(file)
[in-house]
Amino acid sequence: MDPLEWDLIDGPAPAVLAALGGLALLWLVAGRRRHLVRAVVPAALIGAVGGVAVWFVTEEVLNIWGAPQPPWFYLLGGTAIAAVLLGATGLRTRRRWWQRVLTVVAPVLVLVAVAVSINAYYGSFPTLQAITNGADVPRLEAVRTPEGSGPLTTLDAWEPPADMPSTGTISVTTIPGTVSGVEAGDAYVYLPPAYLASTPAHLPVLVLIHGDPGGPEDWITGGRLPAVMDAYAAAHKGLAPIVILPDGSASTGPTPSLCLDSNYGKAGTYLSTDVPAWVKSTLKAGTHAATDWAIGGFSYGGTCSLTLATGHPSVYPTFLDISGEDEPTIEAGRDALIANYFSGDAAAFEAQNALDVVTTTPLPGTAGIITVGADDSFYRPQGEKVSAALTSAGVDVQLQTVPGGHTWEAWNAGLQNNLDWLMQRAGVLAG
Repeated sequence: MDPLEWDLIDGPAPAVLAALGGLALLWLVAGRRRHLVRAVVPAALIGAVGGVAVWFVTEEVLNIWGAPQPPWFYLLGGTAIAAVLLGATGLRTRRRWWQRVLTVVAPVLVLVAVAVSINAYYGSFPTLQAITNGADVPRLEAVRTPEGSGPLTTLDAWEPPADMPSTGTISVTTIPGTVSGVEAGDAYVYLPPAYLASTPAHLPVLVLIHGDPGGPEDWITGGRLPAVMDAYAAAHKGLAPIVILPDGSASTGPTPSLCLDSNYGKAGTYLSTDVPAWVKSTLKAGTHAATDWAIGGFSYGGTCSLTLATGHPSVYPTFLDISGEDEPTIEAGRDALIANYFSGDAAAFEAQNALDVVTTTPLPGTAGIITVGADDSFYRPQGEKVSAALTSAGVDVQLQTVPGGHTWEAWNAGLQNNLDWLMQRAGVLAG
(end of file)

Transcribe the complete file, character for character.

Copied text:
[in-house]
Amino acid sequence: MDPLEWDLIDGPAPAVLAALGGLALLWLVAGRRRHLVRAVVPAALIGAVGGVAVWFVTEEVLNIWGAPQPPWFYLLGGTAIAAVLLGATGLRTRRRWWQRVLTVVAPVLVLVAVAVSINAYYGSFPTLQAITNGADVPRLEAVRTPEGSGPLTTLDAWEPPADMPSTGTISVTTIPGTVSGVEAGDAYVYLPPAYLASTPAHLPVLVLIHGDPGGPEDWITGGRLPAVMDAYAAAHKGLAPIVILPDGSASTGPTPSLCLDSNYGKAGTYLSTDVPAWVKSTLKAGTHAATDWAIGGFSYGGTCSLTLATGHPSVYPTFLDISGEDEPTIEAGRDALIANYFSGDAAAFEAQNALDVVTTTPLPGTAGIITVGADDSFYRPQGEKVSAALTSAGVDVQLQTVPGGHTWEAWNAGLQNNLDWLMQRAGVLAG
Repeated sequence: MDPLEWDLIDGPAPAVLAALGGLALLWLVAGRRRHLVRAVVPAALIGAVGGVAVWFVTEEVLNIWGAPQPPWFYLLGGTAIAAVLLGATGLRTRRRWWQRVLTVVAPVLVLVAVAVSINAYYGSFPTLQAITNGADVPRLEAVRTPEGSGPLTTLDAWEPPADMPSTGTISVTTIPGTVSGVEAGDAYVYLPPAYLASTPAHLPVLVLIHGDPGGPEDWITGGRLPAVMDAYAAAHKGLAPIVILPDGSASTGPTPSLCLDSNYGKAGTYLSTDVPAWVKSTLKAGTHAATDWAIGGFSYGGTCSLTLATGHPSVYPTFLDISGEDEPTIEAGRDALIANYFSGDAAAFEAQNALDVVTTTPLPGTAGIITVGADDSFYRPQGEKVSAALTSAGVDVQLQTVPGGHTWEAWNAGLQNNLDWLMQRAGVLAG